The result? Hardly anyone showed up when they were supposed to appear in court. One man, twice charged and twice released, murdered a police officer. A man charged with drunk driving was involved after his release in another car accident that killed a woman and critically injured a second.

The judge took control of the city’s jails, including the finances, in 1986. More than nine years later, she still held the purse strings and oversaw the construction of new facilities.

“It was pretty extraordinary power for a judge to tell a city how to build its courthouse, where the flagpoles should go,” said Philadelphia District Attorney Lynne Abraham, “[and] whether or not the furniture should be Scotch-guarded.”

The proper course, Abraham said, is not for judges to take over the legal system, but to fix the unconstitutional condition. Where courts do intervene, a time limit must be placed on relief. Once the unconstitutional conditions are fixed, the judges should relinquish control.

*Sometimes rulings have sweeping national effects, as the U.S. Supreme Court ruling which banned prayer from public schools.

William Murray William Murray, who with his mother, Madalyn Murray, was the successful plaintiff in the case which resulted in this ban, today feels strongly that prayer needs to be brought back to the schools.

In a recent interview, Mr. Murray, now a devout Christian, said that the Supreme Court decision to ban prayer contributed to the country’s moral crisis:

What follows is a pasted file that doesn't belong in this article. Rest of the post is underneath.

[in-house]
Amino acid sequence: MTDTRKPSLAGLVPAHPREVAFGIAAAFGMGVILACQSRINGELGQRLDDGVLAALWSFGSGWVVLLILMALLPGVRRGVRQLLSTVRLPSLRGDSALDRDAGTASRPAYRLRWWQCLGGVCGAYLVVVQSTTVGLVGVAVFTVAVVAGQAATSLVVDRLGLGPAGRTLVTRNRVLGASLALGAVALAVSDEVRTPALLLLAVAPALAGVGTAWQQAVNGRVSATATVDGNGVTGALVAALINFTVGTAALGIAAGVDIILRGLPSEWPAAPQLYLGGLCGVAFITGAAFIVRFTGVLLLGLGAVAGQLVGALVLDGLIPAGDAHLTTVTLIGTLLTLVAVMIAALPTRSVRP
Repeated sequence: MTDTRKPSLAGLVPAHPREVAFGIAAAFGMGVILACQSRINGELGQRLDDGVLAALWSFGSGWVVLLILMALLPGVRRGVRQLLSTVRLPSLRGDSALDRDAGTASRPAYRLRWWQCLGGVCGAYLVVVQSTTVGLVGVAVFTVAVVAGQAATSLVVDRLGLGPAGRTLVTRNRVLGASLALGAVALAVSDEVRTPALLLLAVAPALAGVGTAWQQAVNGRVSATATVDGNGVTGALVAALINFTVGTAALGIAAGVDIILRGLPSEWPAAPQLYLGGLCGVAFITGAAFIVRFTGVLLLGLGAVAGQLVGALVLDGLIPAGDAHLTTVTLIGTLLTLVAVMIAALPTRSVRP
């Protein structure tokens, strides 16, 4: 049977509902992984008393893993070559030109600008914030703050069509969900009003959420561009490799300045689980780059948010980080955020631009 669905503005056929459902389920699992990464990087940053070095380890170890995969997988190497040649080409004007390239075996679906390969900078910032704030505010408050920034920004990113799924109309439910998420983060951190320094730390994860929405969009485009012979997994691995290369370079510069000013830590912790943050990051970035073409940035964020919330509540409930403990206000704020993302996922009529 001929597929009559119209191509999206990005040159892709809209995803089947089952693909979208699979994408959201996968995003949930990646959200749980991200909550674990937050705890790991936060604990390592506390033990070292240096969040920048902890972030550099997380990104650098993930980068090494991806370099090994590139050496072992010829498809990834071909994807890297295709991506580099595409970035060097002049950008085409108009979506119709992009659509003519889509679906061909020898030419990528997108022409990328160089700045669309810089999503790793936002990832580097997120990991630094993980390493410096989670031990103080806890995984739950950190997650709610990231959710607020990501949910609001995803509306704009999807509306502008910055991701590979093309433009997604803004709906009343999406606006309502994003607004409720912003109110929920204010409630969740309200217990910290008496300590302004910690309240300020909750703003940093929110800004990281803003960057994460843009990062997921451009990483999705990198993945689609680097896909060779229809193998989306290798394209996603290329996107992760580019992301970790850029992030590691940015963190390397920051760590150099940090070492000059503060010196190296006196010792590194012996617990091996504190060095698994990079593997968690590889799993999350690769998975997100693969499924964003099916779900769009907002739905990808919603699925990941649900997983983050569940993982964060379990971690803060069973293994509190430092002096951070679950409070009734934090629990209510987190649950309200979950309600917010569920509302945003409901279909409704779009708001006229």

“It is the precedent that case set to remove every vestige of faith, religion and morality from our schools. ... In some areas of the country, we have gone past the concept of any reasonable separation of church and state to a position of almost religious repression. Our forefathers intended benevolent neutrality. What we have now in many school systems and in many government agencies is universal hostility toward religion.”

Last year, President Clinton issued an executive order stating that the government had gone too far in taking religion out of the schools. He also endorsed guidelines formulated and published by a broad coalition of religious and civil liberties groups aimed at clarifying the legal rights of students to express religious beliefs and ideas in public schools. (See “Clarifying the Line Between Church and State,” Freedom, Volume 28, Issue 1.)

The Most
 Important Officer of Government

In her book Injustice for All, attorney and legal commentator Anne Strick wrote, “In our American system of three-way checks and balances, the judicial branch was conceived as equal with executive and legislative power. It is, however, something more.

“All our laws are exactly as effective or useless as those judges who interpret and enforce them,” Strick wrote, and pointed out that whenever a judge decides a case, he is making law.

Indeed, an article in Columbia Law Review called a trial judge “the most important officer of government.” His or her personality, opinions and, in some cases, biases, determine how the law is interpreted, how it is to be administered, and what it actually is.

The selection of properly qualified individuals is therefore crucial.

In the balance can lie hundreds of millions or billions of dollars, as in cases described above — or even life and death. In Massachusetts, for example, in what has been called the “trial of the century,” Nicola Sacco and Bartolomeo Vanzetti, working-class Italian immigrants involved in radical political issues of their day, were accused in 1920 of two murders. A prejudiced judge, Webster Thayer, presided at their trial, systematically shredded the judicial rights of both men, and set a pattern for judicial irresponsibility.